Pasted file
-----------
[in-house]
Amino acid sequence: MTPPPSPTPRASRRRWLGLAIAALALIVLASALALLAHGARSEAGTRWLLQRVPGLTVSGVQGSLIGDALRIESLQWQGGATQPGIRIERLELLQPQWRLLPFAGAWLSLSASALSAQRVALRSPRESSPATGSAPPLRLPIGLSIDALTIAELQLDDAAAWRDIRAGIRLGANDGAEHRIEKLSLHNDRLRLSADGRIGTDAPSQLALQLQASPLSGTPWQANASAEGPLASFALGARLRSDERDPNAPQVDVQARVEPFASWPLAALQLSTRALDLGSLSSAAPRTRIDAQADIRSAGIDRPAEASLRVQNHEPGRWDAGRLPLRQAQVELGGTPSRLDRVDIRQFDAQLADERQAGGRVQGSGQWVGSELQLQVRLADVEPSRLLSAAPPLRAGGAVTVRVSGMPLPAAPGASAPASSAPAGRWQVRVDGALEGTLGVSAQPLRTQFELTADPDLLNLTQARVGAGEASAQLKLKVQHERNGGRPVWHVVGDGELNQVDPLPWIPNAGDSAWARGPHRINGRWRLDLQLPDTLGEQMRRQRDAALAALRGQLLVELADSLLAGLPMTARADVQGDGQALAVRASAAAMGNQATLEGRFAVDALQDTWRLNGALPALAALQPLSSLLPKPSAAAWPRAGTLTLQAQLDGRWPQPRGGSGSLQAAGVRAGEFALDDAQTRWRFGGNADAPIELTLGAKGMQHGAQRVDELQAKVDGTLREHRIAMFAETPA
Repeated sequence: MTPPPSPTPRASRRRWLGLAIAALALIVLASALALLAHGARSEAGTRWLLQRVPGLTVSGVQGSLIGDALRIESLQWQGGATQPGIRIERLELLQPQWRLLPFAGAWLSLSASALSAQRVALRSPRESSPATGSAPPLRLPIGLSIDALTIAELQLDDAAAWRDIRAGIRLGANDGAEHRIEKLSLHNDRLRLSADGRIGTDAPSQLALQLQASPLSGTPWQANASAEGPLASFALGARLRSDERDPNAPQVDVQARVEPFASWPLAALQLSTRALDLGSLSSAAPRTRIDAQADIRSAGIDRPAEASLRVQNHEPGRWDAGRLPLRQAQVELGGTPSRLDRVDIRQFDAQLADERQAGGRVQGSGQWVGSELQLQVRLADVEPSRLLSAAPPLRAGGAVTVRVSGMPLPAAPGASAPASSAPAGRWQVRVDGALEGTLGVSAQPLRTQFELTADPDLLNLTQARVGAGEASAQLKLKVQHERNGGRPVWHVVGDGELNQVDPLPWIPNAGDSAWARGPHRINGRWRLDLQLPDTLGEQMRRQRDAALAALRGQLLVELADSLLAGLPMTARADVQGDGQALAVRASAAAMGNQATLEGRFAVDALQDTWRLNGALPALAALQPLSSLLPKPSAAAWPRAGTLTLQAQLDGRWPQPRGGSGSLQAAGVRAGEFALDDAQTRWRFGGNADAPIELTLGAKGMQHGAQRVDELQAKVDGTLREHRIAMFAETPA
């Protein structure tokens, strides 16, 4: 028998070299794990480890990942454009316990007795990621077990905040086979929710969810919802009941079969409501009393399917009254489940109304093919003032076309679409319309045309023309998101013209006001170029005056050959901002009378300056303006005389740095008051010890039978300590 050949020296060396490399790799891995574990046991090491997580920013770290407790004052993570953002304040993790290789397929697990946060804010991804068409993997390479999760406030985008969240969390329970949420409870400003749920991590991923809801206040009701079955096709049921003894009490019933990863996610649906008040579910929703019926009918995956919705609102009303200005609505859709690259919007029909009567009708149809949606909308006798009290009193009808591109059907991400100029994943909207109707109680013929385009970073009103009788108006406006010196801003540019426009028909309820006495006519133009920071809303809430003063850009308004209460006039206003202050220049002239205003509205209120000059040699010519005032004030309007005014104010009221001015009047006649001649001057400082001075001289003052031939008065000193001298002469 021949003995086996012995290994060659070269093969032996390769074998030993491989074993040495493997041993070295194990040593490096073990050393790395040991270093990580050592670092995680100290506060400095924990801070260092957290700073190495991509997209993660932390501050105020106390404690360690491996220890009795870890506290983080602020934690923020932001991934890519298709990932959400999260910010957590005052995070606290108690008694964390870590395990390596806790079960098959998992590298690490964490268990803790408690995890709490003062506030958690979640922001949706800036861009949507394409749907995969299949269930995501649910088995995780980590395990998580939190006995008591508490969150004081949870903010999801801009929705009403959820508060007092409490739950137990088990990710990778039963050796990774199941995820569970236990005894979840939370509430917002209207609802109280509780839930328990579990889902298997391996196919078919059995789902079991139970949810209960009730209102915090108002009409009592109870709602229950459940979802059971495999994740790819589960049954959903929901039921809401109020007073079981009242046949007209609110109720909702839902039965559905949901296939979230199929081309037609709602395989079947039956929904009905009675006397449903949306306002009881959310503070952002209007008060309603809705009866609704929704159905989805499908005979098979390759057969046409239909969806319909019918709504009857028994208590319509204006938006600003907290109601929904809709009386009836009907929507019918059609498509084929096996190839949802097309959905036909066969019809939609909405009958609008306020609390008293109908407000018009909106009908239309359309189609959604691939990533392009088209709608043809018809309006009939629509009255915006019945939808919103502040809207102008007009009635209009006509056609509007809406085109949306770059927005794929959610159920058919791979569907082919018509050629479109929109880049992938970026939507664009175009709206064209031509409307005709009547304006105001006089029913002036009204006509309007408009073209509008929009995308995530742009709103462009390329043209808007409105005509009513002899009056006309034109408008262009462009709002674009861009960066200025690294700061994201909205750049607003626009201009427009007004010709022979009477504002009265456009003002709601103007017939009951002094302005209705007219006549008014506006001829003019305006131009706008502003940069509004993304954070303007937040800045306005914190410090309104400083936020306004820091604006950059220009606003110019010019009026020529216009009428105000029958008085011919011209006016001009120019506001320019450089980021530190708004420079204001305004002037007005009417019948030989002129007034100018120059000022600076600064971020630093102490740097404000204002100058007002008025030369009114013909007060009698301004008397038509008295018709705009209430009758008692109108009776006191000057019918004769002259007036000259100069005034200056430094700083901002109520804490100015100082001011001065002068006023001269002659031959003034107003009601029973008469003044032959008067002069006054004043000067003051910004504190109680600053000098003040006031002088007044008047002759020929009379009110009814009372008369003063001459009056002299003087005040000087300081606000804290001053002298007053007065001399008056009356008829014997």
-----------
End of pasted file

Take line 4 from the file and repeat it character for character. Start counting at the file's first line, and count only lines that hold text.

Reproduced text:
């Protein structure tokens, strides 16, 4: 028998070299794990480890990942454009316990007795990621077990905040086979929710969810919802009941079969409501009393399917009254489940109304093919003032076309679409319309045309023309998101013209006001170029005056050959901002009378300056303006005389740095008051010890039978300590 050949020296060396490399790799891995574990046991090491997580920013770290407790004052993570953002304040993790290789397929697990946060804010991804068409993997390479999760406030985008969240969390329970949420409870400003749920991590991923809801206040009701079955096709049921003894009490019933990863996610649906008040579910929703019926009918995956919705609102009303200005609505859709690259919007029909009567009708149809949606909308006798009290009193009808591109059907991400100029994943909207109707109680013929385009970073009103009788108006406006010196801003540019426009028909309820006495006519133009920071809303809430003063850009308004209460006039206003202050220049002239205003509205209120000059040699010519005032004030309007005014104010009221001015009047006649001649001057400082001075001289003052031939008065000193001298002469 021949003995086996012995290994060659070269093969032996390769074998030993491989074993040495493997041993070295194990040593490096073990050393790395040991270093990580050592670092995680100290506060400095924990801070260092957290700073190495991509997209993660932390501050105020106390404690360690491996220890009795870890506290983080602020934690923020932001991934890519298709990932959400999260910010957590005052995070606290108690008694964390870590395990390596806790079960098959998992590298690490964490268990803790408690995890709490003062506030958690979640922001949706800036861009949507394409749907995969299949269930995501649910088995995780980590395990998580939190006995008591508490969150004081949870903010999801801009929705009403959820508060007092409490739950137990088990990710990778039963050796990774199941995820569970236990005894979840939370509430917002209207609802109280509780839930328990579990889902298997391996196919078919059995789902079991139970949810209960009730209102915090108002009409009592109870709602229950459940979802059971495999994740790819589960049954959903929901039921809401109020007073079981009242046949007209609110109720909702839902039965559905949901296939979230199929081309037609709602395989079947039956929904009905009675006397449903949306306002009881959310503070952002209007008060309603809705009866609704929704159905989805499908005979098979390759057969046409239909969806319909019918709504009857028994208590319509204006938006600003907290109601929904809709009386009836009907929507019918059609498509084929096996190839949802097309959905036909066969019809939609909405009958609008306020609390008293109908407000018009909106009908239309359309189609959604691939990533392009088209709608043809018809309006009939629509009255915006019945939808919103502040809207102008007009009635209009006509056609509007809406085109949306770059927005794929959610159920058919791979569907082919018509050629479109929109880049992938970026939507664009175009709206064209031509409307005709009547304006105001006089029913002036009204006509309007408009073209509008929009995308995530742009709103462009390329043209808007409105005509009513002899009056006309034109408008262009462009709002674009861009960066200025690294700061994201909205750049607003626009201009427009007004010709022979009477504002009265456009003002709601103007017939009951002094302005209705007219006549008014506006001829003019305006131009706008502003940069509004993304954070303007937040800045306005914190410090309104400083936020306004820091604006950059220009606003110019010019009026020529216009009428105000029958008085011919011209006016001009120019506001320019450089980021530190708004420079204001305004002037007005009417019948030989002129007034100018120059000022600076600064971020630093102490740097404000204002100058007002008025030369009114013909007060009698301004008397038509008295018709705009209430009758008692109108009776006191000057019918004769002259007036000259100069005034200056430094700083901002109520804490100015100082001011001065002068006023001269002659031959003034107003009601029973008469003044032959008067002069006054004043000067003051910004504190109680600053000098003040006031002088007044008047002759020929009379009110009814009372008369003063001459009056002299003087005040000087300081606000804290001053002298007053007065001399008056009356008829014997």